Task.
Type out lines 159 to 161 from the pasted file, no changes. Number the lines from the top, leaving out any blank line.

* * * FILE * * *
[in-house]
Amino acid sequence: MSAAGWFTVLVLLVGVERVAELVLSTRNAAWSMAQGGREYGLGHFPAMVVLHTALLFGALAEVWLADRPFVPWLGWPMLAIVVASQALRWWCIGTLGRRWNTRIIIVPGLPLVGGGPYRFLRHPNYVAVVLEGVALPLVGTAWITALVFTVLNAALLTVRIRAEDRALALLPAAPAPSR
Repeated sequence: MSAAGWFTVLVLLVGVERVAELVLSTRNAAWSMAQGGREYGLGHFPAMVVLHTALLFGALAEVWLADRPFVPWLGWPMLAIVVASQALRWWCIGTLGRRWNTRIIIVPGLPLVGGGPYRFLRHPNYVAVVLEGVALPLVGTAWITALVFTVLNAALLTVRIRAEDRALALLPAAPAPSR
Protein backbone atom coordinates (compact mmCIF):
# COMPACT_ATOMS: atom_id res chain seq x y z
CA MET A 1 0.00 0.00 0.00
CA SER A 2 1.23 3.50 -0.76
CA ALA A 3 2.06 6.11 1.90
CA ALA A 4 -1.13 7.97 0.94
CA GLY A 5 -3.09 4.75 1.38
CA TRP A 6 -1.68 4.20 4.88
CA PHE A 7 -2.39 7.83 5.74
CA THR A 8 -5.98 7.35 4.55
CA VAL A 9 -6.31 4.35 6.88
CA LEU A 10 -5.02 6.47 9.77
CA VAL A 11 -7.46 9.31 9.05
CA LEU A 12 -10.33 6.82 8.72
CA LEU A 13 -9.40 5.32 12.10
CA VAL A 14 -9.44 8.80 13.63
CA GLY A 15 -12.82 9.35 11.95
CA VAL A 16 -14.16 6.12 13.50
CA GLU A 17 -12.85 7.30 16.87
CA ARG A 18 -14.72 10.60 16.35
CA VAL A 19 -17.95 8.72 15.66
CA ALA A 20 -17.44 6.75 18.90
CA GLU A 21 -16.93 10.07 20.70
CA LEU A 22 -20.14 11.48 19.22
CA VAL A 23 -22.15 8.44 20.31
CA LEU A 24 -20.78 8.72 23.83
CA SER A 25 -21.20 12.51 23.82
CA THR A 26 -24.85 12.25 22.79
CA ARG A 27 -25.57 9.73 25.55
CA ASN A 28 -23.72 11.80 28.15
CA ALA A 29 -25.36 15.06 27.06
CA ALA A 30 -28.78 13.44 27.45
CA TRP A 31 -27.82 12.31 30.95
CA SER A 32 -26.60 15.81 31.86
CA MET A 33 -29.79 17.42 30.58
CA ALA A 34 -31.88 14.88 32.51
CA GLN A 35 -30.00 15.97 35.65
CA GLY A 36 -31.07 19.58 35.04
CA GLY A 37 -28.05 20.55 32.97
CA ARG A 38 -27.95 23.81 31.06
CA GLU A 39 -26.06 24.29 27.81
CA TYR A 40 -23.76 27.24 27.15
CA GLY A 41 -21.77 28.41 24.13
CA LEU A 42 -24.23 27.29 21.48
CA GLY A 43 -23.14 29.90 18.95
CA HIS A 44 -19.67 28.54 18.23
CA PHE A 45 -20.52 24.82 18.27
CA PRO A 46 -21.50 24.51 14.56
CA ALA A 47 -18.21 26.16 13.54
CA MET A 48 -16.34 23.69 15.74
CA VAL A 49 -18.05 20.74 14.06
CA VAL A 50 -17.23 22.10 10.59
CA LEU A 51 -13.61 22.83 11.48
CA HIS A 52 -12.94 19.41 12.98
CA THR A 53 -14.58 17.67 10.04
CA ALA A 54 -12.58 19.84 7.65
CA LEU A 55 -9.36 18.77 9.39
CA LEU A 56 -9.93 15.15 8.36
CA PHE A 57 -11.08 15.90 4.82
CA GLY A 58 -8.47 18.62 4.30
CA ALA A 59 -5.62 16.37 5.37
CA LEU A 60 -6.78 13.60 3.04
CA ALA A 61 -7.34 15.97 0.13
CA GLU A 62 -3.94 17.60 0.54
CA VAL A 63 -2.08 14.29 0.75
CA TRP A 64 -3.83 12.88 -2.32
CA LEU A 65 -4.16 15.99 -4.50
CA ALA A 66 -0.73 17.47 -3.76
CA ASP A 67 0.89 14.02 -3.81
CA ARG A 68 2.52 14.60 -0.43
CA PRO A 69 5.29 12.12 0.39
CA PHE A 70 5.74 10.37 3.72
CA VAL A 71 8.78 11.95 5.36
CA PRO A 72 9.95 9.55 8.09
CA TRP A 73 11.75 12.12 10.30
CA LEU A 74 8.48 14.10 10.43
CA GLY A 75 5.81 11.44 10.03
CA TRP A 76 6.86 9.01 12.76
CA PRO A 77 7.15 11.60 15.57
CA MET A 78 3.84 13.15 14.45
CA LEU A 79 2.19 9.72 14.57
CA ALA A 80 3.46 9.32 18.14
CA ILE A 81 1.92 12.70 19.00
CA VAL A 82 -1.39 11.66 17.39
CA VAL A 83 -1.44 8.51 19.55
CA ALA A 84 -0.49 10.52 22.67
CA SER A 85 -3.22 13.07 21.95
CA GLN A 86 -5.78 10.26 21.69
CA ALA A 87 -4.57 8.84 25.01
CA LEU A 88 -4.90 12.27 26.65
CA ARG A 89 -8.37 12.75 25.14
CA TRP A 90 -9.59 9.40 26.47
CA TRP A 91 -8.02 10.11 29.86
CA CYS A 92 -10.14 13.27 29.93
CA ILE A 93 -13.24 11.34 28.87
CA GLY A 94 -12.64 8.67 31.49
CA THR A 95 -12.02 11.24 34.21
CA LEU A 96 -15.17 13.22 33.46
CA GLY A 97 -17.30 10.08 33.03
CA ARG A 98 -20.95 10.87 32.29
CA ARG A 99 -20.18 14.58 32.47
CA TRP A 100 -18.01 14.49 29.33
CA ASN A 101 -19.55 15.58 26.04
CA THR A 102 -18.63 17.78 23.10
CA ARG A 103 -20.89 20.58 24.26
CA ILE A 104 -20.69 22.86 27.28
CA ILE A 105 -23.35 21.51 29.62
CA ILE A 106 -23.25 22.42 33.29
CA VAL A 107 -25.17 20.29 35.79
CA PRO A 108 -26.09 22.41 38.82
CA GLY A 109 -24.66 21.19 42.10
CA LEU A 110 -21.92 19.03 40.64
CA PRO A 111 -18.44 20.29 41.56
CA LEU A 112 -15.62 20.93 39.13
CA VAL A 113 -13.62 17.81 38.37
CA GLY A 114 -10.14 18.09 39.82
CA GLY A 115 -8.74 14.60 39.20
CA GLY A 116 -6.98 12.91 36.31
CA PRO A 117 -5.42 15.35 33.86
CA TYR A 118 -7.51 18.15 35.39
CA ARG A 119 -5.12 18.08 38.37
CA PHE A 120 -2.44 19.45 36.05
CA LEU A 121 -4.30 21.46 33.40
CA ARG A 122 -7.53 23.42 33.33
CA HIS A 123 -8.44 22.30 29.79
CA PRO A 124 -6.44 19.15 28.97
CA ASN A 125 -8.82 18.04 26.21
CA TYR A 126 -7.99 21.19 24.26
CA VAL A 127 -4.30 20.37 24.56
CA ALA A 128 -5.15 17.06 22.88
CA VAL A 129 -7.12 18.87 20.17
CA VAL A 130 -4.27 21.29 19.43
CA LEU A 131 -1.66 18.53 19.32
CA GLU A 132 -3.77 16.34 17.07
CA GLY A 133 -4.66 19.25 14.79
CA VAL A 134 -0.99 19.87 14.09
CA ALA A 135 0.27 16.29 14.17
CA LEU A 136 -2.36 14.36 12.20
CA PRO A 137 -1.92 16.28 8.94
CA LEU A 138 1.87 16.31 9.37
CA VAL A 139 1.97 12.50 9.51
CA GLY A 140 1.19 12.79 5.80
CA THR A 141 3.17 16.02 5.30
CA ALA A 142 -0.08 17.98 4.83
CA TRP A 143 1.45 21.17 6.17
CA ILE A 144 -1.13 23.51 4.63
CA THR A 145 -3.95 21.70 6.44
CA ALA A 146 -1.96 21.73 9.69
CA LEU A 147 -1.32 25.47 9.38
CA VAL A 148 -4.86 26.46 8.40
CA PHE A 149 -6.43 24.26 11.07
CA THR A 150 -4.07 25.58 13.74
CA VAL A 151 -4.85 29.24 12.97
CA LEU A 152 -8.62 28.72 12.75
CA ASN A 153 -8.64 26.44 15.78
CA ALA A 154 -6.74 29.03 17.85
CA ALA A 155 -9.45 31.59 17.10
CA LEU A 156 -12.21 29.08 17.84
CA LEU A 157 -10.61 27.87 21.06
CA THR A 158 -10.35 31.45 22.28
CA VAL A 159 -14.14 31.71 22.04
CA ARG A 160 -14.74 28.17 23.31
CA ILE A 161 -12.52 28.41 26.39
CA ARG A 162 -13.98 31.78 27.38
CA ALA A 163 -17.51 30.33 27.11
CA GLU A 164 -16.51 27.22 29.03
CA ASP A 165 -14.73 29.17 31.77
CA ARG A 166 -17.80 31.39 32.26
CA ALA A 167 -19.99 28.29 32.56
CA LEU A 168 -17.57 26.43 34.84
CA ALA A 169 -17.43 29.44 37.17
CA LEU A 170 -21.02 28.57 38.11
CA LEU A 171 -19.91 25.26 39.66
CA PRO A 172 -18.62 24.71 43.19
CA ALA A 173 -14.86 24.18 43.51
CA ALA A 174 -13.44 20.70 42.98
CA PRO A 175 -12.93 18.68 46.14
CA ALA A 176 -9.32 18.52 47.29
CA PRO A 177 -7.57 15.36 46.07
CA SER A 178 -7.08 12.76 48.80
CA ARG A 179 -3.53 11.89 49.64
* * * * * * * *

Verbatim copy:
CA ALA A 154 -6.74 29.03 17.85
CA ALA A 155 -9.45 31.59 17.10
CA LEU A 156 -12.21 29.08 17.84